Jack W. Holocaust testimony (HVT-506) interviewed by Sue Danford
- Cleveland, Ohio : National Council of Jewish Women, Holocaust Archive Project, 1984
- Interview Date
- July 26, 1984.
- 2 copies: 3/4 in. dub; and 1/2 in. VHS with time coding.
- Cite As
- Jack W. Holocaust Testimony (HVT-506). Fortunoff Video Archive for Holocaust Testimonies, Yale University Library.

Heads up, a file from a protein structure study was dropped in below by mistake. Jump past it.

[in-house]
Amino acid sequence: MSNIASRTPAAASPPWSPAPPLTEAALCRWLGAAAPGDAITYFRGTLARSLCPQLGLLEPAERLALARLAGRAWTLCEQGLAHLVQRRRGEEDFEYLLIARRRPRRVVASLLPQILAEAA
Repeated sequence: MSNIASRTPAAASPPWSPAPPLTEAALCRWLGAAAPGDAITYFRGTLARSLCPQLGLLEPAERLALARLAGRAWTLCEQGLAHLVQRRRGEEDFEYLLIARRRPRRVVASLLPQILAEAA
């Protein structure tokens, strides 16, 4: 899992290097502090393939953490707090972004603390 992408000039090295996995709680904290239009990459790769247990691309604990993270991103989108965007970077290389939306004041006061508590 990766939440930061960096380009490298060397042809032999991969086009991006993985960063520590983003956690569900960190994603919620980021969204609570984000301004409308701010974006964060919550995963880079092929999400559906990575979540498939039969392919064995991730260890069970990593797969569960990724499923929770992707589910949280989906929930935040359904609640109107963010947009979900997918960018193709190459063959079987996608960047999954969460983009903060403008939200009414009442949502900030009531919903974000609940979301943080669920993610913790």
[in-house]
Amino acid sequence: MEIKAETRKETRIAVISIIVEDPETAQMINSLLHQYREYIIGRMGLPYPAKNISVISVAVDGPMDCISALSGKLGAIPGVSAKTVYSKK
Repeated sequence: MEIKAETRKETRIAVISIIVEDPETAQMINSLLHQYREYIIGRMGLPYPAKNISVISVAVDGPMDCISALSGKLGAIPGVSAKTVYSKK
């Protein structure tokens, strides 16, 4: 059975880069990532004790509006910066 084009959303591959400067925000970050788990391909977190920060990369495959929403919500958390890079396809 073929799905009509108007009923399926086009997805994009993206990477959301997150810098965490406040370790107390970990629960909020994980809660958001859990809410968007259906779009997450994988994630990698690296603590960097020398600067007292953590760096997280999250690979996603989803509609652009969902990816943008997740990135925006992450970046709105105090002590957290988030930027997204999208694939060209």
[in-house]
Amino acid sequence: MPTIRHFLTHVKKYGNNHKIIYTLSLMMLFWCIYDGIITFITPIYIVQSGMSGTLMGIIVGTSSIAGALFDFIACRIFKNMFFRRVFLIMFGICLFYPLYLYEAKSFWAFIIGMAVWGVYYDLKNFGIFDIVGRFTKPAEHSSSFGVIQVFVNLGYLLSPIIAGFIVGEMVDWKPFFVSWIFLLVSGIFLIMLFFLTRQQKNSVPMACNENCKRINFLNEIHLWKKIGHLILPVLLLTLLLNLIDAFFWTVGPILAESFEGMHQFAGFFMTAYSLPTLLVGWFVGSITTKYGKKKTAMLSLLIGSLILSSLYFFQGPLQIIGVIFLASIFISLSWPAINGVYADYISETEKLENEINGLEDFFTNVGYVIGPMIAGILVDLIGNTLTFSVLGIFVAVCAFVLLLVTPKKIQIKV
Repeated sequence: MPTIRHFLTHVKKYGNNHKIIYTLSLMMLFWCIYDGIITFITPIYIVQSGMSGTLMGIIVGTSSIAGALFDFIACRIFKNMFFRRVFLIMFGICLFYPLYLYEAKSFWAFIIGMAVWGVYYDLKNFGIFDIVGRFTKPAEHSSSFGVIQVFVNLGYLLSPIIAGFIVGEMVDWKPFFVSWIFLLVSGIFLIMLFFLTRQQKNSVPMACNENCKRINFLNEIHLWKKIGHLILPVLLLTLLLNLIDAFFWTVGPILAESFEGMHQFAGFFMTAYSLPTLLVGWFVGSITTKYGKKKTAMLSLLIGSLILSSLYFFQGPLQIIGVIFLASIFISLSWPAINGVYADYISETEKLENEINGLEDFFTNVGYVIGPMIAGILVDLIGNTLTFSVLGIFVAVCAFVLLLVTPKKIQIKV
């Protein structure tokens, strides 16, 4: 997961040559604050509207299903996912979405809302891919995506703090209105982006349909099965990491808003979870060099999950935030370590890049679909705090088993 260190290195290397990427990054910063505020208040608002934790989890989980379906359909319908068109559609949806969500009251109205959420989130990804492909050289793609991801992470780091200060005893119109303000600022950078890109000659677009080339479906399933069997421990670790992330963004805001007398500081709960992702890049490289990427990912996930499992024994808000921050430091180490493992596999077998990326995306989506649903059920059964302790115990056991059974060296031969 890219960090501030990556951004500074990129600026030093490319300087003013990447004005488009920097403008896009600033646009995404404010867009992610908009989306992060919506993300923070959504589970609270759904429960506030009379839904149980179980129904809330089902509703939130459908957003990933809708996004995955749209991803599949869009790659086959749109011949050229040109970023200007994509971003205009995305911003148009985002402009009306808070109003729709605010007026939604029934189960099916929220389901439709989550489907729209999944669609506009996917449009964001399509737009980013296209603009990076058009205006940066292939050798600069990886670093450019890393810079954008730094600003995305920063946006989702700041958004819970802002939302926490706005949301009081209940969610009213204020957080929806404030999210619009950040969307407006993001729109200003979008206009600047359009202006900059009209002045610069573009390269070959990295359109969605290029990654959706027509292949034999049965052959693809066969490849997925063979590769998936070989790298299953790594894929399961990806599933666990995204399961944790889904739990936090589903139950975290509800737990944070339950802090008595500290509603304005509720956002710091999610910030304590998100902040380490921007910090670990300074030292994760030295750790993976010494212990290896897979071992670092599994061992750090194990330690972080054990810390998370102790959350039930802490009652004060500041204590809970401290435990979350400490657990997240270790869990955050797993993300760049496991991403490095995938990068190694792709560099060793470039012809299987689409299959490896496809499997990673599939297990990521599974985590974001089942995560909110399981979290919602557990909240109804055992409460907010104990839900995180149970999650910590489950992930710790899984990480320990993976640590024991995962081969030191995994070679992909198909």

Videotape testimony of Jack W., who was born in Velyikyy Bychkiv, Czechoslozakia (presently Ukraine) in approximately 1927, one of eleven children. He recalls his family's orthodoxy; Hungarian occupation; his father's and older brother's draft into Hungarian slave labor battalions; his father's release; German invasion; deportation with his family to the Mátészalka ghetto in May 1944, then to Auschwitz six weeks later; selection for work with his father (his mother and younger siblings were killed); briefly seeing two older sisters; praying secretly daily; liquidation of the Zigeunerlager (Gypsy Lager); transfer eight days later to clear the Warsaw ghetto rubble; a death march and train transport to Dachau; transfer to Kaufering and Landshut, then back to Dachau; hospitalization with his father; his father's death; train evacuation; abandonment by the guards in Garmisch Partenkirchen; escaping; hiding in a barn; liberation by United States troops; hospitalization; reunion with a sister in Czechoslovakia, a brother in Sighet, and another sister in Velyikyy Bychkiv; moving to Hungary in 1946; meeting his future wife; traveling to Vienna; marriage; his daughter's birth; and emigration to the United States in 1950 to join his sister. Mr. W. discusses the physical and psychological impact of hunger; the importance of his father to his survival; not sharing his experiences; and his daughter's interest when she was older.